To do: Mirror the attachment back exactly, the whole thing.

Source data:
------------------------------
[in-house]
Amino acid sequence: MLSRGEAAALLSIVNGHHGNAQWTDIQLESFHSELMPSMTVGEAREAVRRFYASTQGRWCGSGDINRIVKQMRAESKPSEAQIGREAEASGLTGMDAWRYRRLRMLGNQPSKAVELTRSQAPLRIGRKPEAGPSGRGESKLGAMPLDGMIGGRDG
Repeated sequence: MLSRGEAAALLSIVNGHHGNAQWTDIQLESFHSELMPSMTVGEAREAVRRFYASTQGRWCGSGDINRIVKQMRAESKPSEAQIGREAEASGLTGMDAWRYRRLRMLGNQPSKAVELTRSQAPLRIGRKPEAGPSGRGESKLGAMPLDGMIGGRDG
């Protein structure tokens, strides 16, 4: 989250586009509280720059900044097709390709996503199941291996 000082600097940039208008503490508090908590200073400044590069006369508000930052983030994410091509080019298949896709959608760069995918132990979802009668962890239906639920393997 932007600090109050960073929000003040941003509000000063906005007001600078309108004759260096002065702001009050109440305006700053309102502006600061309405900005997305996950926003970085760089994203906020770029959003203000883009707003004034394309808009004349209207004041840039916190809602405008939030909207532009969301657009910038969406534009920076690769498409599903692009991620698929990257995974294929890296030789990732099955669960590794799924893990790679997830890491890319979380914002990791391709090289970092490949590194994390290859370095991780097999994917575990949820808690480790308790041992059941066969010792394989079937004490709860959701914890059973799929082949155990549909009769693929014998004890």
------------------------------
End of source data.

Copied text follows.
[in-house]
Amino acid sequence: MLSRGEAAALLSIVNGHHGNAQWTDIQLESFHSELMPSMTVGEAREAVRRFYASTQGRWCGSGDINRIVKQMRAESKPSEAQIGREAEASGLTGMDAWRYRRLRMLGNQPSKAVELTRSQAPLRIGRKPEAGPSGRGESKLGAMPLDGMIGGRDG
Repeated sequence: MLSRGEAAALLSIVNGHHGNAQWTDIQLESFHSELMPSMTVGEAREAVRRFYASTQGRWCGSGDINRIVKQMRAESKPSEAQIGREAEASGLTGMDAWRYRRLRMLGNQPSKAVELTRSQAPLRIGRKPEAGPSGRGESKLGAMPLDGMIGGRDG
């Protein structure tokens, strides 16, 4: 989250586009509280720059900044097709390709996503199941291996 000082600097940039208008503490508090908590200073400044590069006369508000930052983030994410091509080019298949896709959608760069995918132990979802009668962890239906639920393997 932007600090109050960073929000003040941003509000000063906005007001600078309108004759260096002065702001009050109440305006700053309102502006600061309405900005997305996950926003970085760089994203906020770029959003203000883009707003004034394309808009004349209207004041840039916190809602405008939030909207532009969301657009910038969406534009920076690769498409599903692009991620698929990257995974294929890296030789990732099955669960590794799924893990790679997830890491890319979380914002990791391709090289970092490949590194994390290859370095991780097999994917575990949820808690480790308790041992059941066969010792394989079937004490709860959701914890059973799929082949155990549909009769693929014998004890």